Insomnia.

For the past few years, I haven't been sleeping well.


Some people take ages to get their minds to rest. For me, keeping asleep is tricky. It's a lifelong pattern, but unlike earlier periods of sleeplessness, this recent phase wasn't tied to an obvious stressor.  


To compensate for the lost morning sleep, I went to bed before the children. About six weeks ago, the insomnia became ridiculous as I averaged three hours a night for the so-called 40 winks. Many nights were 90 minutes. It was rare to get beyond five hours.

It was weirder than weird because I'm routinely in bed at the same time. My habits are good: limited evening screen time, meditation 1-2 hours a day, 30 minutes of exerted exercise 3x a week, no caffeine consumption after midday, no chocolate most days, and although I have worries like everyone, it's no more than others and fewer than most.


The research is unequivocal about the negative impacts of the lack of long-term sleep. I've also found insomniac colleagues slightly more antagonistic than most. Knowing this made me nervous and I planned to see the GP to take SSRIs to reduce the mounting anxiety. I've avoided Prozac and friends thus far, but the decision to resolve it is a marker of the despair.


Image Credit


Last week, I mentioned to a bodyworker friend about my sleep concerns. He asked how much water I was drinking as dehydration will hinder the body from getting back to sleep if it's woken during the night. He recommended a glass of water before bed which I was uneasy about doing given it would wake me a few hours later to nip to the loo. 


That night, with trepidation, I drank a mug of warm water just before bed. I woke as expected a few hours later. I then found myself waking at 6am having slept a few more hours. In the days since, I increased my water consumption and am back to a full 8 hours sleep.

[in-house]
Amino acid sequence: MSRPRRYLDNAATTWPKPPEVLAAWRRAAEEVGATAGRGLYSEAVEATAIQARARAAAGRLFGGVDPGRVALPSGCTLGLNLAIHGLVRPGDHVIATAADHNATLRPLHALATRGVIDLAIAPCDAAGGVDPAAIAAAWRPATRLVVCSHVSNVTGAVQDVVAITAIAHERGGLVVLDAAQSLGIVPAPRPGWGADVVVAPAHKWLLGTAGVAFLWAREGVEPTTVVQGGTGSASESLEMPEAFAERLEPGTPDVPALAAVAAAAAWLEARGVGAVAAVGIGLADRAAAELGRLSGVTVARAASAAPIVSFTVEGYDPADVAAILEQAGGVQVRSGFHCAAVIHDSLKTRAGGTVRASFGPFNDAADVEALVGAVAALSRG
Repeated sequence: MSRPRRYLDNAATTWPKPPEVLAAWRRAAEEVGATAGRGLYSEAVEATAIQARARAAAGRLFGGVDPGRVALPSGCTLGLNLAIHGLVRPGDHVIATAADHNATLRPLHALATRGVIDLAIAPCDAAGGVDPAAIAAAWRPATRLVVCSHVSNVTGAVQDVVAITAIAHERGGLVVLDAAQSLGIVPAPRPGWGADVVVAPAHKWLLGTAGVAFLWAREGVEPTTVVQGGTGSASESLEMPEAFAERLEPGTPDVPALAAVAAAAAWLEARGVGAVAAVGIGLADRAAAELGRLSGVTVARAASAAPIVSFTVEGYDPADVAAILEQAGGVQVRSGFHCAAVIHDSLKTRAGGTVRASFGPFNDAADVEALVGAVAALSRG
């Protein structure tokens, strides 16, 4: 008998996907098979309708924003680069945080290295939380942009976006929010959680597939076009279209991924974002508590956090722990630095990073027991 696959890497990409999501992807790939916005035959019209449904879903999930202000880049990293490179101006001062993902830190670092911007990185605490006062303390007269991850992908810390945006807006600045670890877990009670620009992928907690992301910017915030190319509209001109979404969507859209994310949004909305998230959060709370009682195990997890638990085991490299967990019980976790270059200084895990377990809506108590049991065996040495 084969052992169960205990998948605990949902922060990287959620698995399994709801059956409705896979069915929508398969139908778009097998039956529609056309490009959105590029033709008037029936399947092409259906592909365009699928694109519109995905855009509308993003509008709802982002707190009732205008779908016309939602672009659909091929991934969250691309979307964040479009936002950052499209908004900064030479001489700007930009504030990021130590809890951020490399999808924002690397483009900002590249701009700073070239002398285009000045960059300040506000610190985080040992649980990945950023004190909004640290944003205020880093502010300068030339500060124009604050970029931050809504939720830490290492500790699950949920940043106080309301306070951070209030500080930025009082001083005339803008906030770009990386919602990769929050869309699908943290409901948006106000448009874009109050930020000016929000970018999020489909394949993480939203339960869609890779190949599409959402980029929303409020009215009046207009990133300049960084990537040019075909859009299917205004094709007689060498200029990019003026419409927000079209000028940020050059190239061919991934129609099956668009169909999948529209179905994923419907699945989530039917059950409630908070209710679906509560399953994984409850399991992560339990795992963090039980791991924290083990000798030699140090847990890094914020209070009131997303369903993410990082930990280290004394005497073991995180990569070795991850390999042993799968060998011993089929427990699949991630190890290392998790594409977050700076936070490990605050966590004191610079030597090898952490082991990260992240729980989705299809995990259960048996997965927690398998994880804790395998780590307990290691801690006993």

A couple of months ago, I read that 80% of Americans who drink 10+ glasses of water per day self-described as 'very happy'. 45% who drank 4 glasses a day were equally joyous as did 34% of people who drank 2 glasses a day. The unhappiest mob were the no H2O drinkers.


What else can I say about my experience with hydration? Previously, it resolved low-grade headaches and Google found an article in The Conversation stating that 1% dehydration makes you grumpier, less focused and clumsier.  It also makes you dizzier when moving quickly to a standing position. 


The recommended daily water intake is 2.7L for women and 3.7L for men. Here's my plan: start the day with a mug of warm water, another at mid-morning and refill a 1L Thermos for the afternoon making it 2.5L per day.


Sleep deprivation is the pits and a strong motivator. If I make a billy-goat track between my desk and the lav, and my subscription to Who Gives a Crap needs replenishing sooner, so be it.


When you next spend a penny, compare yours to this. 


Image Credit


Happy hydrating.


Happy sleeping.


Happy.


Wendy Nash | Kindly Cut The Crap